A Note on Diversity – Exploring My Roots

(From my Jan, 6th, 2003 newspaper column)

With so many black people killed and black churches burning or burned down it is time to revisit this call to embrace our diversity.

I receive a lot of strange things in the mail. I think the oddest thing I’ve received was an unsolicited poster of Martin Luther King. It is a stunning photograph, nearly life-size, and simply a beautiful portrait of a remarkable man. Some branch of New York State’s government sent it to me. Why, I do not know, but I’m glad they did.

I get many comments about it. It hangs on the wall in my book shop window and literally stops traffic. It is so lifelike, people do double-takes. Eight weeks of the year it is covered by one of Thomas Nast’s famous Santa Claus drawings, so if you only come into the village at Christmas time you probably missed it. The rest of the year it hangs there, next to a sign that reads, “Hate is not a family value”.

In the four years it’s been there I’ve only had 2 people say something negative about it. One was the proprietor of a short-lived shop in the Village who said he met the man several times and didn’t like him. Well . . . that’s OK. I didn’t know Martin Luther King, so I can’t say what he was like personally. I  respect him for what he stood for. It was the other comment that was more troubling to me.

One fairly warm day just after I put the poster up, someone I knew called into the open door of my shop, “Hey, Frisbie. What’s his picture doing hanging there? This is an Anglo-Saxon town.” For better or for worse, I have to admit that I’m rarely at a loss for words. (HA! That qualifies me for an honorary membership in the Understatement Of The Month Club! ) This time, however, it was close, but I tersely replied, “I’m exploring my roots.” That remark was meant as an end to the exchange, but anyone with the nerve to ask such a question was not to be silenced. He yelled back, “I know your mother, and I knew your father. Those aren’t your roots.”

What can be done with such an insensitive lout? I quietly explained that I liked the picture and my customers liked the picture, and if he didn’t like it, he didn’t have to come into my shop. His witty retort? “Ah, Frisbie, you know I don’t read. What would I want to buy books for?” With that, he was gone, and I was ticked off. Was it just a bad joke? Or a smart remark half meant in jest? I don’t think so. I know the guy. I think he meant it in all its ugly connotations.

“Exploring my roots.” I use that phrase a lot now. I enjoy ethnic diversity in people and in food, too. Whenever I am cooking a Mexican, Asian, or some other culture-specific dish, that’s what I say I’m doing – exploring my roots. So, on the following Thanksgiving, when 12 or so of my immediate family members were finished with dinner, I offered them some of my sweet potato pie. Now, it wasn’t the stringy, rural Southern dish I remember having in my youth, dark with molasses like the kind I used to bake. No, this is a smooth, refined, almost “white-bread” (if you’ll excuse the expression) version that many people mistake for pumpkin. It doesn’t compare to the real thing, but there is much less of it left over, so I guess everyone else likes it better. Anyway, I mentioned exploring my roots again, and because everyone at the table knew him, I told the story about so-and-so and his Anglo-Saxon town.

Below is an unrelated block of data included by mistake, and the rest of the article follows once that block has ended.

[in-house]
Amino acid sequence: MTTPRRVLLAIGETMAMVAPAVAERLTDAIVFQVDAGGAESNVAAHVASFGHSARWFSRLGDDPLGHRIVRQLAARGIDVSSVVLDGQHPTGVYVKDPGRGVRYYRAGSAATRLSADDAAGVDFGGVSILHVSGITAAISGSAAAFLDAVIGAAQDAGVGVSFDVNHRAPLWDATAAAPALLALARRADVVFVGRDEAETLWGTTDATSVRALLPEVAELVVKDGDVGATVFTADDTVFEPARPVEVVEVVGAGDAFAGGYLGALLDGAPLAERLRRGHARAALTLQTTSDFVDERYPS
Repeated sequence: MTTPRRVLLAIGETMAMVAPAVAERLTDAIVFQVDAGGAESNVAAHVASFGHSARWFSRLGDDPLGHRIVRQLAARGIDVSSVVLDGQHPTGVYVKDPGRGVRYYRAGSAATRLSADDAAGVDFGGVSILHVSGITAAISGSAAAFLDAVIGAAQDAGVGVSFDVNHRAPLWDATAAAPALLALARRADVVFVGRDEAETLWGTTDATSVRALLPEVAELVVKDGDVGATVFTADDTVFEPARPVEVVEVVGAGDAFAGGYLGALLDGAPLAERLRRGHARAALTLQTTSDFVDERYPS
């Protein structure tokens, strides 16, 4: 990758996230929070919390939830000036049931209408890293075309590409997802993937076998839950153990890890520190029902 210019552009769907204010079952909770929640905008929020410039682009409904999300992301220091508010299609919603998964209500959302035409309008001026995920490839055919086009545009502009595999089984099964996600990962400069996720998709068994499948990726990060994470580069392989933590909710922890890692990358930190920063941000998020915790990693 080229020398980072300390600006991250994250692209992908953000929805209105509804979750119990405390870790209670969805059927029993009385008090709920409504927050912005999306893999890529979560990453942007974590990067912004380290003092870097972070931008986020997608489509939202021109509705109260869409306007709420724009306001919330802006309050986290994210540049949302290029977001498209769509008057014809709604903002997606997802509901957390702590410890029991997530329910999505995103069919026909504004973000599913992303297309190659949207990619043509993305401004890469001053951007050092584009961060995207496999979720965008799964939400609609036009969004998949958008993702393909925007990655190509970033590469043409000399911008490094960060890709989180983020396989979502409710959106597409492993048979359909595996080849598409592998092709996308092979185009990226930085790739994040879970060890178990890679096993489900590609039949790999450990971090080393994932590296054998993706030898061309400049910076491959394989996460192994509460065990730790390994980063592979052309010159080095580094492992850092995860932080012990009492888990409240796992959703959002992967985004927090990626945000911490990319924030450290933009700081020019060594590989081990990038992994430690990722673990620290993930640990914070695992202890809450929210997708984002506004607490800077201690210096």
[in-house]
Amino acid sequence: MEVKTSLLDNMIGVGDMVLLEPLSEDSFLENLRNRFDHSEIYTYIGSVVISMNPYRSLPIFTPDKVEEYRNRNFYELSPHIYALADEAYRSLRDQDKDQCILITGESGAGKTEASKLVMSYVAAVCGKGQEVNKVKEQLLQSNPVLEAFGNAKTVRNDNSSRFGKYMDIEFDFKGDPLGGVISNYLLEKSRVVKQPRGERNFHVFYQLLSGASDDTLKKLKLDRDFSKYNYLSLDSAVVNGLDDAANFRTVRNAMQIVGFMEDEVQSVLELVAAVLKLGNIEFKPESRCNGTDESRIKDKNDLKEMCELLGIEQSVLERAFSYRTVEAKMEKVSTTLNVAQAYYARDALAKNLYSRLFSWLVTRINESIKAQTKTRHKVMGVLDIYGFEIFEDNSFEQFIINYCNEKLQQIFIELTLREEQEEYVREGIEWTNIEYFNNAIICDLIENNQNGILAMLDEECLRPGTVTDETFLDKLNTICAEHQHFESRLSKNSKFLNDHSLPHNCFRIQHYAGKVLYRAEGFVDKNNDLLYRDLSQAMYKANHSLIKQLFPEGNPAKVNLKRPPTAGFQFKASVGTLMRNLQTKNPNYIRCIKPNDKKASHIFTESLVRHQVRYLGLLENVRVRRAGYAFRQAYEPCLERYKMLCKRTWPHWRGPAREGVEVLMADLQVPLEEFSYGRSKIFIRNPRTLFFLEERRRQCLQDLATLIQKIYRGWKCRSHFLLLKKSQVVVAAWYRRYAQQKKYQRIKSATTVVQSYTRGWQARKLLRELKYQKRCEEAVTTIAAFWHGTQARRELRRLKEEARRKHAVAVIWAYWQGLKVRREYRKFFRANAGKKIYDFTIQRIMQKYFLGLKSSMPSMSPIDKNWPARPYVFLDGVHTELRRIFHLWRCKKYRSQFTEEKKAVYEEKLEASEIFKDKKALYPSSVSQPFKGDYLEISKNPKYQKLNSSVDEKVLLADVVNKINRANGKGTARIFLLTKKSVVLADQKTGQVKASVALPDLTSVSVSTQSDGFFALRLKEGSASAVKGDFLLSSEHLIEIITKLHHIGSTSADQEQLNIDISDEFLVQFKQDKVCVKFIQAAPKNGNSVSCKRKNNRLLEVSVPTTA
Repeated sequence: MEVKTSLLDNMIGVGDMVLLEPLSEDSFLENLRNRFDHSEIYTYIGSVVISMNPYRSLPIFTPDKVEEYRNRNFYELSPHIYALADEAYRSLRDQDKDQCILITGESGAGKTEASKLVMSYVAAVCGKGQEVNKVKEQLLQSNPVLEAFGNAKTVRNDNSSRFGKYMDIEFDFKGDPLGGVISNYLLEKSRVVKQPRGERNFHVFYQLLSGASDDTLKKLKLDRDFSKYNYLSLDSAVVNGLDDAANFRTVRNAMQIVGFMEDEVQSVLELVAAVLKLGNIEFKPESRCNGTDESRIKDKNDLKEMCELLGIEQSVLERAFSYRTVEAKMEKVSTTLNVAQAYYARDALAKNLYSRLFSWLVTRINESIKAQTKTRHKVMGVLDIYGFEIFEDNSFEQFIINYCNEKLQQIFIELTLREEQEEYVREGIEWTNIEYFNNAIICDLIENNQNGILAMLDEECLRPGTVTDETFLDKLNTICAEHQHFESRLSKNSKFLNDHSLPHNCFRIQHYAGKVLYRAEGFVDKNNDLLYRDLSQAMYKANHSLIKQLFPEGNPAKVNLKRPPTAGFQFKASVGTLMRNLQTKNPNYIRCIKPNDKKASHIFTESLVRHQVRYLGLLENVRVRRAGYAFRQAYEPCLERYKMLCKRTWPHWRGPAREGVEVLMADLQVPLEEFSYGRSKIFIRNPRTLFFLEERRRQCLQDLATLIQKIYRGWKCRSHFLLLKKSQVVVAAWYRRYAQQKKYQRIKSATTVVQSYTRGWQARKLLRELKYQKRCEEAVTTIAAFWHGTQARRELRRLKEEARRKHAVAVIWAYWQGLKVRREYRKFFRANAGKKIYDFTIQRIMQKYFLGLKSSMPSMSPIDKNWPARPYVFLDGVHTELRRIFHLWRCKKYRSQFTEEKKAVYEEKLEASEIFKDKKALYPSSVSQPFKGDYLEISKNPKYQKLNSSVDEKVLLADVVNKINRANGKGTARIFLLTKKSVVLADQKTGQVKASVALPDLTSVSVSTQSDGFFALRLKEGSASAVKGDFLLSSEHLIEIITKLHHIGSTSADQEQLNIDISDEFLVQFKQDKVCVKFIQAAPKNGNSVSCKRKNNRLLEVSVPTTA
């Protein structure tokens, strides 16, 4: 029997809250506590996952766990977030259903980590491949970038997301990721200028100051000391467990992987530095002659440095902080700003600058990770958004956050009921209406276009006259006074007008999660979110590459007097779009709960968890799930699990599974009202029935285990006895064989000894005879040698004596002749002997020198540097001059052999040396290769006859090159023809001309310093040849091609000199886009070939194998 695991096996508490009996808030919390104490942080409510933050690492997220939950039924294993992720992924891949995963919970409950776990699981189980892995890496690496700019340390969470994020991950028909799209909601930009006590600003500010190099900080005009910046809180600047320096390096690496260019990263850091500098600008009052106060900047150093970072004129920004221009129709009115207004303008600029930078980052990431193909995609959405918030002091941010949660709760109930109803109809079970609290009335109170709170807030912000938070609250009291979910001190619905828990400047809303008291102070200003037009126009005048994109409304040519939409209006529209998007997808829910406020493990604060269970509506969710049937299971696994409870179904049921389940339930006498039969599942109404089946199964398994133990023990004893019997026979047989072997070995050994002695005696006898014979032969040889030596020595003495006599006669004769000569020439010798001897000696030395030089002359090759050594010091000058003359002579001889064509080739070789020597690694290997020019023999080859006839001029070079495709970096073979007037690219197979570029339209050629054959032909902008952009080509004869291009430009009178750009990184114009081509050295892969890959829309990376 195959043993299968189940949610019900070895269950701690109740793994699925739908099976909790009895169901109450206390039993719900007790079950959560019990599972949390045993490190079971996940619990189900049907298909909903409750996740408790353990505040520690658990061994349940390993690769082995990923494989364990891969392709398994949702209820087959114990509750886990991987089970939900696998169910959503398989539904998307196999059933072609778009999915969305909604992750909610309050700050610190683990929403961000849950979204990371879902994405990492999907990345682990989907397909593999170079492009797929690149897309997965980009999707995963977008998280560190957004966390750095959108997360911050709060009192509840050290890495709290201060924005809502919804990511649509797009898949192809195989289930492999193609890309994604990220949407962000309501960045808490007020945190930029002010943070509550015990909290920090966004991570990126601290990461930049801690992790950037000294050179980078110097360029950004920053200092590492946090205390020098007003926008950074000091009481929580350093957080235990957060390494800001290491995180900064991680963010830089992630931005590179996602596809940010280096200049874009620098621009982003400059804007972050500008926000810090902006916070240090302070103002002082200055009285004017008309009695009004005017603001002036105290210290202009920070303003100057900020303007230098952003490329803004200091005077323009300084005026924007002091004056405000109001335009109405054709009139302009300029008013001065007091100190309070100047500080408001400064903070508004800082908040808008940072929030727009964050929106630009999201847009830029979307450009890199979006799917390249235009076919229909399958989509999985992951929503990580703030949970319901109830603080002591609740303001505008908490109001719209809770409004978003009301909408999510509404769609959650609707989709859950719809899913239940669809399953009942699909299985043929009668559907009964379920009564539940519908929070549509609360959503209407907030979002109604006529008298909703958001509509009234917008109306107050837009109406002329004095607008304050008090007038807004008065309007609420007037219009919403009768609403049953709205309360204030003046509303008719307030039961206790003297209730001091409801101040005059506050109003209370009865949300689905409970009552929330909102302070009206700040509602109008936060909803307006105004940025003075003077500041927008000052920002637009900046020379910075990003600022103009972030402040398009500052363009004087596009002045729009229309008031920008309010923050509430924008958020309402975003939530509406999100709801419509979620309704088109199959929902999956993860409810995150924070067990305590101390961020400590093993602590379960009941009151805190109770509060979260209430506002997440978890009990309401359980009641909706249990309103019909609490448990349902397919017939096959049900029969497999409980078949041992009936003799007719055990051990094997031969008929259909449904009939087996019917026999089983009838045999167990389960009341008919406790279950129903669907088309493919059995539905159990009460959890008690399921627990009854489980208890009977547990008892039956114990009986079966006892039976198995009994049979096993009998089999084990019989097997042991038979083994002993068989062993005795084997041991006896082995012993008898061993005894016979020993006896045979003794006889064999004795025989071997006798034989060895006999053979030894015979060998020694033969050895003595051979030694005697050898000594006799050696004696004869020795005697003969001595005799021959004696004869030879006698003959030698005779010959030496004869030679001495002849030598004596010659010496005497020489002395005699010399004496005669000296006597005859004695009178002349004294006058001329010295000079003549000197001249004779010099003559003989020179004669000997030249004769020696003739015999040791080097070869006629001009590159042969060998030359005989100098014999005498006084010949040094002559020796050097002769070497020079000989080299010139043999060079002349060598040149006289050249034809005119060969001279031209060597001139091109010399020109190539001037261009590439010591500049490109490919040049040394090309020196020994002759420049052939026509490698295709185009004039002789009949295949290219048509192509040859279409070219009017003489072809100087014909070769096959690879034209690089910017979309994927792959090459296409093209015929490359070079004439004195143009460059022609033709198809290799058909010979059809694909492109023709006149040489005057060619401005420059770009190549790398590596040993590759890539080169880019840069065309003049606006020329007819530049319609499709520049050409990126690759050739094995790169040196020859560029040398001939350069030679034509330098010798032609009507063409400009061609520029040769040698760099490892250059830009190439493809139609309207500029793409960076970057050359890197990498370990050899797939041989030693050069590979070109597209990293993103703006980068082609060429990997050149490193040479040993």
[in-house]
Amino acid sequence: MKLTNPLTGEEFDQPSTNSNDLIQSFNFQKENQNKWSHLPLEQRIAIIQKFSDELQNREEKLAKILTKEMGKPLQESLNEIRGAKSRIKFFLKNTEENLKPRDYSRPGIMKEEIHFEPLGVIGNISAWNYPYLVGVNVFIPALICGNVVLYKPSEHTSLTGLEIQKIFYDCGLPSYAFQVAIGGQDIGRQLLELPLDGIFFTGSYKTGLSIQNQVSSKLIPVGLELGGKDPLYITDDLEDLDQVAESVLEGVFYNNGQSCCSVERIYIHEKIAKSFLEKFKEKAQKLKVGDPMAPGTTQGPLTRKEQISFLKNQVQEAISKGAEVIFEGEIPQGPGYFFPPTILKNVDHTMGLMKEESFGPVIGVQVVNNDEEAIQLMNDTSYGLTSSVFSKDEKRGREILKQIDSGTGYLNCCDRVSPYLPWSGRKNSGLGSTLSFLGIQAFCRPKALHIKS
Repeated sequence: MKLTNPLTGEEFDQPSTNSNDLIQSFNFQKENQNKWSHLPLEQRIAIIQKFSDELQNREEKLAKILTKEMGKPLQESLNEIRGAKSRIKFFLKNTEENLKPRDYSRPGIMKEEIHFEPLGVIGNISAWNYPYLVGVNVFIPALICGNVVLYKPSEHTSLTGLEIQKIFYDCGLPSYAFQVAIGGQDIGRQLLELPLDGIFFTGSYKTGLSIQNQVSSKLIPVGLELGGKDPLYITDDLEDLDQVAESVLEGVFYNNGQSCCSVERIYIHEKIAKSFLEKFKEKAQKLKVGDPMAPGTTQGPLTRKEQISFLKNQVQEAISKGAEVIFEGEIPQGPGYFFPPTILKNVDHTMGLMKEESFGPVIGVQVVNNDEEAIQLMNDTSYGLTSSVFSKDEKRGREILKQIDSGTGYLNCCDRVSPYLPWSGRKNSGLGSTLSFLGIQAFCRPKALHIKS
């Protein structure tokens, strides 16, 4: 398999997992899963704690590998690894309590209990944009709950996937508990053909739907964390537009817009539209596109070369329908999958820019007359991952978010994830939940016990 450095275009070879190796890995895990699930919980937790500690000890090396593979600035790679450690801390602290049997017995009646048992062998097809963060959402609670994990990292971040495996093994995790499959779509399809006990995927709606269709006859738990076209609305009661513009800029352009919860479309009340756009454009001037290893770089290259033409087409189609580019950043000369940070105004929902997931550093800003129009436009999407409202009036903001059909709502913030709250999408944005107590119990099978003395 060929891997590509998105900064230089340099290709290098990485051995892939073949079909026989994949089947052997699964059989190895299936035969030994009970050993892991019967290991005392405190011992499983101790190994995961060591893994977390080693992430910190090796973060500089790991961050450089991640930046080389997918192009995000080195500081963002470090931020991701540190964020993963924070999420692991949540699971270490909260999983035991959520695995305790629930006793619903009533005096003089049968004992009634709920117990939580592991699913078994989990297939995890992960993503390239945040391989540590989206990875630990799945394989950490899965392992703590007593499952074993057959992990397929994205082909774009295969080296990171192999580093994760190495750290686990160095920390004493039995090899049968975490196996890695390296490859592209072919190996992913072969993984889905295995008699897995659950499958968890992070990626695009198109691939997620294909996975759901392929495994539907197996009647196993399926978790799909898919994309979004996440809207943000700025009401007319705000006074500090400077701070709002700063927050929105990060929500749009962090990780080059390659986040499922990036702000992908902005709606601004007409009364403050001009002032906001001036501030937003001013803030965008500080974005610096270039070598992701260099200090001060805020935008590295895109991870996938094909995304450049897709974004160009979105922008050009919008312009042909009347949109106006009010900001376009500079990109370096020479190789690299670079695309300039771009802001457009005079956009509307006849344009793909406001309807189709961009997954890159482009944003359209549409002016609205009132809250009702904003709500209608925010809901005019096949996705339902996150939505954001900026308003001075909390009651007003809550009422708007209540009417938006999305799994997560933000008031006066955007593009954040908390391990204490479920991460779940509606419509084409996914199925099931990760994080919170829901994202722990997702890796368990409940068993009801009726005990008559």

Didn’t that liven up the conversation around the table! Everyone had a story to tell about this guy. None of them laudatory. And then my mother floored us with the statement, “He was wrong, you know. You are exploring your roots. My grandmother was born in Africa.”

My mother always had something to say, God rest her soul. This time was no exception. If you knew her, you’d know I didn’t lick it off the wall. Once she was sure she had our attention, she told us the story I’ve condensed below.

She said that her great-grandfather and mother were part of the British colonial presence in Africa. I knew her mother was from England, but little more than that. Anyway, while they were there, they had several children, her grandmother among them. When the fighting with the indigenous people took a bad turn, (that’s not exactly what she said, but there is no reason to perpetuate a 150 year old racial slur that I’ve never seen in print – suffice it to say it was the only term she ever heard to describe those fierce warriors) it was decided the family would return to Great Britain for their safety. On the way home, one sister died on board the ship and was buried in the Indian Ocean. The rest made it home safely and, after a few more branches were added to  the family tree, we were all sitting around the holiday table thankful for their fecundity.

So, while I don’t exactly have African “Roots” (with apologies to Alex Haley) I have ties to the African continent. I also have the sensibility to embrace the diversity of cultures drawn to this melting pot of a country of ours. Heck, only a few generations back, we were part of the wretched refuse ourselves. So, a word to the blowhard bigots out there –  Get over it!

This weekend we have a National Holiday celebrating the birthday of Martin Luther King. Shortly after that will be St. Patrick’s Day, then Passover and Easter. Before you know it we’ll be celebrating Cinco de Mayo. When you look at the rest of the calendar year, you can see that it, too, is rich with ethnicity. Let us explore it, embrace it, and make peace with it.



About richardfrisbie

I'm a professional baker, reader, bookseller, publisher, columnist, photographer, cook, hiker, kayaker, freelance writer, and workaholic who likes to garden
This entry was posted in bigotry, diversity, ethnicity, Martin Luther King, peace and tagged , . Bookmark the permalink.

One Response to A Note on Diversity – Exploring My Roots

  1. madamedonna says:

    Well stated, Richard. Shalom.

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